Well, even if the expression had been "injustice" he did not think it would have justified the reply of the Commissioners. Indeed, in his opinion, there was nothing in the noble Earl's letter that called for an angry answer. He believed that the Commissioners had discharged their duties with the utmost zeal, and if there was any ground for complaint it was not that their proceedings had been too slow, but that they had been too hasty. He could only say, on the part of the Commissioners, that the returns which had been moved for would be prepared with the utmost care, and that they were anxious that their proceedings should be subjected to the most strict investigation. He would venture to say that the character and conduct of the Commissioners were unassailable, and that they had endeavoured to discharge their duties in a satisfactory manner. At the time they received the noble Earl's letter they were considering 211 whether it would be for the interest of the suitors that they should sit at Christchurch or not, and as they thought it would be advantageous to the suitors they determined to sit at that place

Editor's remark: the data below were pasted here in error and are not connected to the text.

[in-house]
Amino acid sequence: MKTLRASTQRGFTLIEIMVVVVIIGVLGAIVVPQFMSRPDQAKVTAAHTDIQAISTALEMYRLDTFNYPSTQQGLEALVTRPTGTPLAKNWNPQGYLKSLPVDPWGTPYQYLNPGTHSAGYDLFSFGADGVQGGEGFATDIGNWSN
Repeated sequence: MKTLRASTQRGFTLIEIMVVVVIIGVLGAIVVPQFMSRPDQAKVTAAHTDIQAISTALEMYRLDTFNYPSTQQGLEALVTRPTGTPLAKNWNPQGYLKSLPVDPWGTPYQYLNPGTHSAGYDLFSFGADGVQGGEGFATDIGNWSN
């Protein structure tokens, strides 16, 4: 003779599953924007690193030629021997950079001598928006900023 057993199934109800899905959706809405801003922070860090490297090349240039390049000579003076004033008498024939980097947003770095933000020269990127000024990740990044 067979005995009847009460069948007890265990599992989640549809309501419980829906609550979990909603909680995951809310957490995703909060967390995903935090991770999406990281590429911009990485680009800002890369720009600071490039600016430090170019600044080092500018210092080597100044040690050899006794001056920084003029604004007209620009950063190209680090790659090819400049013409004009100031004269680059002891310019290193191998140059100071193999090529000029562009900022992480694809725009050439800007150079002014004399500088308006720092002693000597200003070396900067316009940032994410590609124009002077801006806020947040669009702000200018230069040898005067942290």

said, he thought the Motion of the noble Earl was far from being an improper one, for it was desirable that Parliament should have information as to the proceedings of all courts. He (Lord Campbell) took some interest in the conduct of these Commissioners, because, although he would gladly have been spared the duty of making the choice, he had been called upon by Parliament to appoint two of them. There were three Commissioners, one of whom—the County Court Judge—was named in the Act of Parliament, and in selecting the other two Commissioners he had acted upon the maxim, detur digniori, and had endeavoured to select the most competent men from the Western Circuit. He could not name a leader or a silk gown, who might not, perhaps, be able to afford time; but as many very difficult questions of law, involving a large amount of property, might arise, it was necessary to select men of some experience. He had named Mr. Barstow, with whom he had little personal acquaintance, but had long known as an eminent lawyer and most honourable man, and Mr. Coleridge, a member of a family highly distinguished for their ability, and himself one of the most rising men in Westminster-hall, and a man of spotless character. He thought that the reply of the Commissioners was hasty and to be regretted, and had since pointed out to them that the letter of the noble Earl was a most courteous one, containing nothing to excite the jealousy or offend the dignity of any public officer. The Commissioners doubtless looked upon the noble Earl's letter as an interference on the part of a suitor with the discharge of their functions; but he (Lord Campbell) thought there was no ground for such an opinion. He believed that when the returns for which the noble Earl had moved were produced it would be found that the Commissioners had discharged their duty ably, industriously, and with perfect fairness. He thought the noble Earl had somewhat prematurely censured the Commissioners in the letter he had addressed to The Times newspaper, and that he ought first to have moved for the returns and have reserved his censure until he found that it was justified by the facts.